Help your child develop receptive listening skills

by | May 26, 2021

Reading Time: 3 minutes

Help your child develop receptive listening skills

Listening skills are fundamental to learning and building relationships 

 

School is almost out, but developing listening skills is a year-round pursuit! There’s a lot you and your child can do over the summer to improve their chances of a successful new school year in the fall.

You might be wondering whether your child has trouble listening or if they’re just defiant. Here’s are some tell-tale signs. Do you find that your child often says, “What?” after you tell them something? Maybe you notice that they don’t remember much from school or that they struggle to follow simple narratives. This doesn’t mean your child is defiant or necessarily has trouble learning. The issue could actually be that they’re having trouble listening. Although it can be frustrating to have to repeat ourselves over and over again because our child “doesn’t pay attention,” there’s a good chance that kiddos like this just need some coaching and support to develop receptive listening skills. 

Before we dive into how to help your kiddo, let’s talk about what “receptive listening” actually is.

Receptive language is the ability to understand conceptual information, whether spoken or read. When there is a breakdown in language processing, a child might be confused or have trouble understanding what he is reading or is being asked to do. It’s not that your child doesn’t understand what a word means or how to complete a task. They may simply have trouble processing the information.

For a child struggling with receptive language, completing work may feel like reading a foreign language. Although they may be able to read words fluently, they may totally miss the context and concepts. If asked questions about the reading, they may look confused and struggle to correctly communicate the ideas presented.

So, what can you do?

 

5 Tips to help your child with receptive listening skills

 

1. Teach using less words. 

For example, when teaching your child their morning routine, you might first demonstrate how to brush your teeth, get dressed, and comb your hair. Then, create a visual poster and hang it in the bathroom so you can easily point to each step.

2. Provide extra time.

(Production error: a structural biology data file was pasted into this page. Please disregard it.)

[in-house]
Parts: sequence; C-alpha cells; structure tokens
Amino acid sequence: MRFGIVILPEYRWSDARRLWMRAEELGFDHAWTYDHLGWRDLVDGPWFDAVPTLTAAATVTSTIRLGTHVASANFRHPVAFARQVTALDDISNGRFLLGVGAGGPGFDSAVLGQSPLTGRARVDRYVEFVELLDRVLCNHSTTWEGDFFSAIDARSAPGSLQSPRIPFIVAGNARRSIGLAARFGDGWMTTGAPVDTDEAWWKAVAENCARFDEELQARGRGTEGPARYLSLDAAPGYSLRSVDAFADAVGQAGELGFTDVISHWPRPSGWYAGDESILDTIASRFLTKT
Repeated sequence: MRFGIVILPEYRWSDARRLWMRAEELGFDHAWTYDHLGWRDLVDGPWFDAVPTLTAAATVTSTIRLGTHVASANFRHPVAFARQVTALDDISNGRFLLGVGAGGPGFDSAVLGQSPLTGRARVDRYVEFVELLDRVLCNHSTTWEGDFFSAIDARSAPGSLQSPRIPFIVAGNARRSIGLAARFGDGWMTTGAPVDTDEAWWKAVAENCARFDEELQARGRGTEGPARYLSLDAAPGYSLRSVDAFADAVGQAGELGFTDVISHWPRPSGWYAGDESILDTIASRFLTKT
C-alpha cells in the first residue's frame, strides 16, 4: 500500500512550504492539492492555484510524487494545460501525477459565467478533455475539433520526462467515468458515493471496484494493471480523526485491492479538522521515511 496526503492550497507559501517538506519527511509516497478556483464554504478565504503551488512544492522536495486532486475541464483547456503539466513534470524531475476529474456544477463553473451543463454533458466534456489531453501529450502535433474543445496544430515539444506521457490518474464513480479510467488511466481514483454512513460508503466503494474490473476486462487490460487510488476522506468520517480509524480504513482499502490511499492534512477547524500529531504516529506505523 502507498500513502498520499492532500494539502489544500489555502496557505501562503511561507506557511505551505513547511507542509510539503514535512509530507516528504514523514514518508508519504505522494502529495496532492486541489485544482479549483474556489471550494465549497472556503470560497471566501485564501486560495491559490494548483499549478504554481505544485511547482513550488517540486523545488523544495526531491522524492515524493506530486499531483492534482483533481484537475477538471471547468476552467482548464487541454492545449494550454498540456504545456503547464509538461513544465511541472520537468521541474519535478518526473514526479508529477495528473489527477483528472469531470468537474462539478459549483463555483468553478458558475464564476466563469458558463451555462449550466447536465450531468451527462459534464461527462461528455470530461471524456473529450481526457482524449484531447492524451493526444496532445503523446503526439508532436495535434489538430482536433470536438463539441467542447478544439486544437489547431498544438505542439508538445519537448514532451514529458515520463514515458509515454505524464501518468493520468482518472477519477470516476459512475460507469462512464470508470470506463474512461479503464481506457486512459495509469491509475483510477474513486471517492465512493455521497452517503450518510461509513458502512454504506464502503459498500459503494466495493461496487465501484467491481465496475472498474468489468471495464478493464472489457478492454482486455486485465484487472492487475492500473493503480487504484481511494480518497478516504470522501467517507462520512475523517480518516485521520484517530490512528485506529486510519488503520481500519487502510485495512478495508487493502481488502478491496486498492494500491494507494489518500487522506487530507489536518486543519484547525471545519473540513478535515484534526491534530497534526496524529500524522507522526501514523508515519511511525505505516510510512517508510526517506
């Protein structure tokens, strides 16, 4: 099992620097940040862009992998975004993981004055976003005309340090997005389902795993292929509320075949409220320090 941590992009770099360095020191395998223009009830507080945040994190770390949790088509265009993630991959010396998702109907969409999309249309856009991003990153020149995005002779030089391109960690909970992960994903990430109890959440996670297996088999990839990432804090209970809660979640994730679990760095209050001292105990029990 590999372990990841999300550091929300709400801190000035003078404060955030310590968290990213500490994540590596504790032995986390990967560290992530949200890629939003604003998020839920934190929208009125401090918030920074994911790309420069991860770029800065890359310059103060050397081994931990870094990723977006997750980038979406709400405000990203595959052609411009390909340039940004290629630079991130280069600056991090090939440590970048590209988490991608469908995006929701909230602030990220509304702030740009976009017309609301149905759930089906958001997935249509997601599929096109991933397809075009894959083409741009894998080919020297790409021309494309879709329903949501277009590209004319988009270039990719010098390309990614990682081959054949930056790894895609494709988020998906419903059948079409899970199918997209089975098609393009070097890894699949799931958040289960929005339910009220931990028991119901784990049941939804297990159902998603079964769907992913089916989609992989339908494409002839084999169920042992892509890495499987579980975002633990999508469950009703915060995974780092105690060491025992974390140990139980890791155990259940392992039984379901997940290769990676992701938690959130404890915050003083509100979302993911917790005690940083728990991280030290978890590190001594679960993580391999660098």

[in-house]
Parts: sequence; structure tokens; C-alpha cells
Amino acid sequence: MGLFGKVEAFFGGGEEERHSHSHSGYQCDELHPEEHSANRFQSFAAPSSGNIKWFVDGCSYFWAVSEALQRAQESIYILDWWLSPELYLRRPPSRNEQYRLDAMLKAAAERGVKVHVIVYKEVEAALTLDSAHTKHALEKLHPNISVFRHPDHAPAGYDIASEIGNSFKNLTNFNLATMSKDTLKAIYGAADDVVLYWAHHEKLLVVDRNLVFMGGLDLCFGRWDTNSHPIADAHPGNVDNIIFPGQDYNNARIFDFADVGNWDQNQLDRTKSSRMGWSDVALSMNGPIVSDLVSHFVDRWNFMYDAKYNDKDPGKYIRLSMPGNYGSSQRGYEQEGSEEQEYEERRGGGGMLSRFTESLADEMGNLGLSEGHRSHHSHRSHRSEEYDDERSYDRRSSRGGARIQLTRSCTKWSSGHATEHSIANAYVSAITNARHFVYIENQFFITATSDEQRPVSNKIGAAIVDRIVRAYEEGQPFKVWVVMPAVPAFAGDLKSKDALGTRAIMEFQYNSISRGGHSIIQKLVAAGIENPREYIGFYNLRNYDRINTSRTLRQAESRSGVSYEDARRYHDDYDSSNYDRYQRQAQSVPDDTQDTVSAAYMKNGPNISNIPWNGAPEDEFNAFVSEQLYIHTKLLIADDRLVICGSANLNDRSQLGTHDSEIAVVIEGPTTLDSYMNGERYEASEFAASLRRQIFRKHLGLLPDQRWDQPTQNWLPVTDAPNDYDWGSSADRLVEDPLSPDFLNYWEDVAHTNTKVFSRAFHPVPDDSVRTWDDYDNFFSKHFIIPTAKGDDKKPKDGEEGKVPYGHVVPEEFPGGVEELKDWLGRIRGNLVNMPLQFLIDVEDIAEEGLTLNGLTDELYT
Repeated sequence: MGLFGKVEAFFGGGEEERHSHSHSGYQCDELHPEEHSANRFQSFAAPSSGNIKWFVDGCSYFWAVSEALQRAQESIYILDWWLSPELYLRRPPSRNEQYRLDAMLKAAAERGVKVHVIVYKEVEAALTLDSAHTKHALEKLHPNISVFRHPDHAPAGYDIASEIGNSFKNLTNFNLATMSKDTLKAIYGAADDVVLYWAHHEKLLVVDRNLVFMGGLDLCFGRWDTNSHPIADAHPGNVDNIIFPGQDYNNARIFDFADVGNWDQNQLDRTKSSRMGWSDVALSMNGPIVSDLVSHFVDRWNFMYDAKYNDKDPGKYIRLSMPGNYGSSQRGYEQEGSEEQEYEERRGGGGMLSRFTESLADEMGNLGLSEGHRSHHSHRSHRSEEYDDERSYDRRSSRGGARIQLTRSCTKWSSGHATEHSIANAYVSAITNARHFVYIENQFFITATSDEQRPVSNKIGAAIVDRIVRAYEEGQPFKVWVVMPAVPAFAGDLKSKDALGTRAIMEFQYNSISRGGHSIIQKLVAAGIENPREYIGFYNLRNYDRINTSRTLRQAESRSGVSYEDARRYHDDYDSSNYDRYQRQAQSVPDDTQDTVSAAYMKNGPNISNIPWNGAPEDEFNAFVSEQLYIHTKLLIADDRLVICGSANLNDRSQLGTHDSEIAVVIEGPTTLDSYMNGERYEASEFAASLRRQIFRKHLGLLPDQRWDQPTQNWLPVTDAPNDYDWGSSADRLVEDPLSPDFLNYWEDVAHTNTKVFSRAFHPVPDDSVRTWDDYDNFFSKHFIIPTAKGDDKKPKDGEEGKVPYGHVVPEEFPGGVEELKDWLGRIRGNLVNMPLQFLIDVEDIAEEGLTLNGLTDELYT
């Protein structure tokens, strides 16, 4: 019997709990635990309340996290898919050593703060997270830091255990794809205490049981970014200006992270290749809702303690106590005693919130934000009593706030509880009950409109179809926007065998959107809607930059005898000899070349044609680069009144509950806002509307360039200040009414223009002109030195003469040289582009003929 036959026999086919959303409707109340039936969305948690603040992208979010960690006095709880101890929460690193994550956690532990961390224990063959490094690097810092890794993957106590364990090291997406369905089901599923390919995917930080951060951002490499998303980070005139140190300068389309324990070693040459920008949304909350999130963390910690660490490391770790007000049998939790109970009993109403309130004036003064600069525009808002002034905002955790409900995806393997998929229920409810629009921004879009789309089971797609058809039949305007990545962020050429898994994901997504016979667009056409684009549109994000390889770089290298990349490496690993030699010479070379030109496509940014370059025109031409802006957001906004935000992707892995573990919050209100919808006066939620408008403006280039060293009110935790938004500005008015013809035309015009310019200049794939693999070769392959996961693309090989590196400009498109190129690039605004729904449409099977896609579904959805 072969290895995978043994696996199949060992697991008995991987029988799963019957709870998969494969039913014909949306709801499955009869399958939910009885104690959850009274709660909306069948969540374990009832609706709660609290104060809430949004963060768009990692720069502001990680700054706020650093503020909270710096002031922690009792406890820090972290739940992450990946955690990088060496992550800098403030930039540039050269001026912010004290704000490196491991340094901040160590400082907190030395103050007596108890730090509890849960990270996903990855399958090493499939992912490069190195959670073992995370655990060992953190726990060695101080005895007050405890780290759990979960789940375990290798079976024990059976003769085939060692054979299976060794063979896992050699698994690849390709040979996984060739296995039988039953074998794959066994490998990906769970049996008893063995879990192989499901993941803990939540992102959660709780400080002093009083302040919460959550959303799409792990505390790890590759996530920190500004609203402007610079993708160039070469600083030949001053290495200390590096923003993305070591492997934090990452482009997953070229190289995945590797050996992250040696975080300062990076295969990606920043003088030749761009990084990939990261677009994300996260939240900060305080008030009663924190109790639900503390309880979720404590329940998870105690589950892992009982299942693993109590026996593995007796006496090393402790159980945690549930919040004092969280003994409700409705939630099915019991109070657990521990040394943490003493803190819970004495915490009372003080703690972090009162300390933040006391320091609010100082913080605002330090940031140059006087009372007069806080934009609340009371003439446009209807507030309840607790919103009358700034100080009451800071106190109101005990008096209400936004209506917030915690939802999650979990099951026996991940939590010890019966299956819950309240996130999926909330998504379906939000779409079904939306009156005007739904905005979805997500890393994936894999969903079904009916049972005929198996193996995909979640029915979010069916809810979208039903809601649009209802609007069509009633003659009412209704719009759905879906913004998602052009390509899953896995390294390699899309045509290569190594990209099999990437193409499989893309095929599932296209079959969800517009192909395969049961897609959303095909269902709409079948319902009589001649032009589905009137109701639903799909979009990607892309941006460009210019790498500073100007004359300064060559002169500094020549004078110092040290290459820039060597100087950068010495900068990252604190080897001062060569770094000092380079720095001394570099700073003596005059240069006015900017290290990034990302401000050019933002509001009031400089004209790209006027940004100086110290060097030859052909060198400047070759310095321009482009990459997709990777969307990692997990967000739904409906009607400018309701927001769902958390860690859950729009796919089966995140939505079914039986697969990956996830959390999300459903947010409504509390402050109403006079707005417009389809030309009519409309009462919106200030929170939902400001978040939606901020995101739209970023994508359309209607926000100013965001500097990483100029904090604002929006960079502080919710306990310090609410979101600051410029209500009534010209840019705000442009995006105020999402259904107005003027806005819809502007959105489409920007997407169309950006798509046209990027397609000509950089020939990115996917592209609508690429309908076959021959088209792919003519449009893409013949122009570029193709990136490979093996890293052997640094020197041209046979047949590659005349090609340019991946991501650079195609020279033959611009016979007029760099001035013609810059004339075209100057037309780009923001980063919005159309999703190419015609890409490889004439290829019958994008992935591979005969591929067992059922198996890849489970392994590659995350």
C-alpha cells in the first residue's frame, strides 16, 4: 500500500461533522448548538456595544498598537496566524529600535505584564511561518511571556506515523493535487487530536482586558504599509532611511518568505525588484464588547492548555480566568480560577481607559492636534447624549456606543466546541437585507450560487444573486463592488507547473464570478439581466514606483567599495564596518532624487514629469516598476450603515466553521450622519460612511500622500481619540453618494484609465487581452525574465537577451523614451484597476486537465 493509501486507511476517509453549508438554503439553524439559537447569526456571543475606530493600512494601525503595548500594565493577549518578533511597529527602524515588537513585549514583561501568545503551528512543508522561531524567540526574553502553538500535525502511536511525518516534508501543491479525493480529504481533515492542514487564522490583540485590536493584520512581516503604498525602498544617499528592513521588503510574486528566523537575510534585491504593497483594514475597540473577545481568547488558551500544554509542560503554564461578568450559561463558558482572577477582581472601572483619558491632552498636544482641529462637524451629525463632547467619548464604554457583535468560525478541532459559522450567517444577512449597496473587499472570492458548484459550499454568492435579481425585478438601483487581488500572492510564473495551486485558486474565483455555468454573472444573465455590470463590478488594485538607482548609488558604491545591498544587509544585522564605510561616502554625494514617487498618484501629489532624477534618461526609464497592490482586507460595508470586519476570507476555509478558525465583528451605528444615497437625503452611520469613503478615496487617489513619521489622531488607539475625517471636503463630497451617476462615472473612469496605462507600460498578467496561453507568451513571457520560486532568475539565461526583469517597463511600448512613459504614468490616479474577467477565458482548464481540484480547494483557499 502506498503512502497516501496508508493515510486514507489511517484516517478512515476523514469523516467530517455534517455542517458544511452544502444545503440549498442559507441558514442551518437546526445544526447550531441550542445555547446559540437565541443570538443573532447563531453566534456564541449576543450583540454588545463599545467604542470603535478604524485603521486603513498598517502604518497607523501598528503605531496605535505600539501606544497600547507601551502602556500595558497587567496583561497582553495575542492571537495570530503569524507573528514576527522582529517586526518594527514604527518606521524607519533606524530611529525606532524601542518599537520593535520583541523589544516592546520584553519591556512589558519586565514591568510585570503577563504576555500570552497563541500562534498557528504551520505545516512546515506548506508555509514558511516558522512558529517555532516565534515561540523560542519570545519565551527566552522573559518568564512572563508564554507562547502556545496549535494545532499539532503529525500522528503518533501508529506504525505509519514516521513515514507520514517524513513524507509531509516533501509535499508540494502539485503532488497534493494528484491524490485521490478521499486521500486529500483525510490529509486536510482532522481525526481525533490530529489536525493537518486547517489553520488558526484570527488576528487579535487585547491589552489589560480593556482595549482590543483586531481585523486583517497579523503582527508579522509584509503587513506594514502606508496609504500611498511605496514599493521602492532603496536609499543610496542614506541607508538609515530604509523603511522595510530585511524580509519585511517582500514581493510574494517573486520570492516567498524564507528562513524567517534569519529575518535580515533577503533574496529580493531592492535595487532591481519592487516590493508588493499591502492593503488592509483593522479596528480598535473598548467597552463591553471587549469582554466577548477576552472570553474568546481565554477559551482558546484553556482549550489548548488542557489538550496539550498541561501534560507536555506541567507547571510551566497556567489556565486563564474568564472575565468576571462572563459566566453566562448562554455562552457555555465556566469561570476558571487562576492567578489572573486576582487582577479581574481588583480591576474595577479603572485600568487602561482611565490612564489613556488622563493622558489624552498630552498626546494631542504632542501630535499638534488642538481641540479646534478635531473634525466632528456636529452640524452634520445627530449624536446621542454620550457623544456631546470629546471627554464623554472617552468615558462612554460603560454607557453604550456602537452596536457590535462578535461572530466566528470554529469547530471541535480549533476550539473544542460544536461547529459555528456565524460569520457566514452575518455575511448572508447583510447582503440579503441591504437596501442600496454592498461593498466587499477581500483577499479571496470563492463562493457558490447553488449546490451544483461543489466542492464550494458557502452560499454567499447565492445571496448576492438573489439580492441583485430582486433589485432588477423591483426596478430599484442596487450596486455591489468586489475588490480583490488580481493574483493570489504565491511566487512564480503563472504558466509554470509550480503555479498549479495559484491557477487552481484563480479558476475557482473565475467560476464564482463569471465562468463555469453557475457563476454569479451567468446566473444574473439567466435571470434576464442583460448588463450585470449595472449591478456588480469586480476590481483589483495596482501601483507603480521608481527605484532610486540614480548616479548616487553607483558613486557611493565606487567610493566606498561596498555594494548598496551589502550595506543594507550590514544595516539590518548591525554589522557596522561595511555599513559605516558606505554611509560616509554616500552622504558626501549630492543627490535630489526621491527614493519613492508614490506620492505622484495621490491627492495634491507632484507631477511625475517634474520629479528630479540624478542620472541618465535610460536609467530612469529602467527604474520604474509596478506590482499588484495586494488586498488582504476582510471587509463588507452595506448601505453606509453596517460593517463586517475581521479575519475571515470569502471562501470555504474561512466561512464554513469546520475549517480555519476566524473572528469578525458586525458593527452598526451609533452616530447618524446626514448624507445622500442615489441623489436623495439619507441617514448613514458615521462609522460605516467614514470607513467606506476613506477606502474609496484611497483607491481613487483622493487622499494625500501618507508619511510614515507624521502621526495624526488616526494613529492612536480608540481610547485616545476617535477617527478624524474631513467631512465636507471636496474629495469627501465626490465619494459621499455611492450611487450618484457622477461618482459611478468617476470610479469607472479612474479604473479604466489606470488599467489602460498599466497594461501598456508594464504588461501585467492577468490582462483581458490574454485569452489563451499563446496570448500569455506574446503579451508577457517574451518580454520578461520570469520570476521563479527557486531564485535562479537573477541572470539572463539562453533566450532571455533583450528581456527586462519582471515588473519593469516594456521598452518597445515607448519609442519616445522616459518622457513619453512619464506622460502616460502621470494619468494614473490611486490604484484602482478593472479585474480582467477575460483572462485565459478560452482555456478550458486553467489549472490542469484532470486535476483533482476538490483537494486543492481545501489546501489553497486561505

Allow your child extra time to get started on tasks but stay close-by to ensure it gets done. Staying close will give you the chance to redirect any distracted behavior so they get into the practice of completing a task from start to finish. 

3. Encourage independence.

Allow your kiddo to choose what to wear and what to eat for breakfast. Encourage independence with tasks they can accomplish without you. 

4. Try reflective storytelling.

Consider talking while reading. Choose a simple story and reflect together throughout the reading. For example, if you read, “The bear sat down at the table,” you might then playfully ask, “What did that bear just do!?” Hopefully, this will help your child get in the habit of thinking about the actions characters are taking and be able to recall more information.  

5. Play “follow the leader”

Create a list of simple “follower the leader” activities. Creating short, easy-to-follow activities may help your child improve receptive listening skills. Take turns being the leader and modeling simple tasks while stating what you’re doing. For example, “Now I am rolling around on the floor,” or, “I’m sweeping this dirt into a pile.” Model simple tasks and ask your child to “repeat after me.”

 

Where to go from here

Struggles with receptive listening skills could be attributed to a number of things. Scroll down to the “We’re Here to Help” section to schedule a free discovery session to talk with us, and be sure to meet with your pediatric primary care provider as well. In the meantime, here are some additional resources.

    Additional resources to help you on your parenting journey

     

    We’re Here to Help 

    You don’t have to do this alone. Schedule a FREE 20-minute discovery session for help sorting through the complexities of your individual child. Start getting support for your family’s unique path and learn more about our coaching and consultation options.

     

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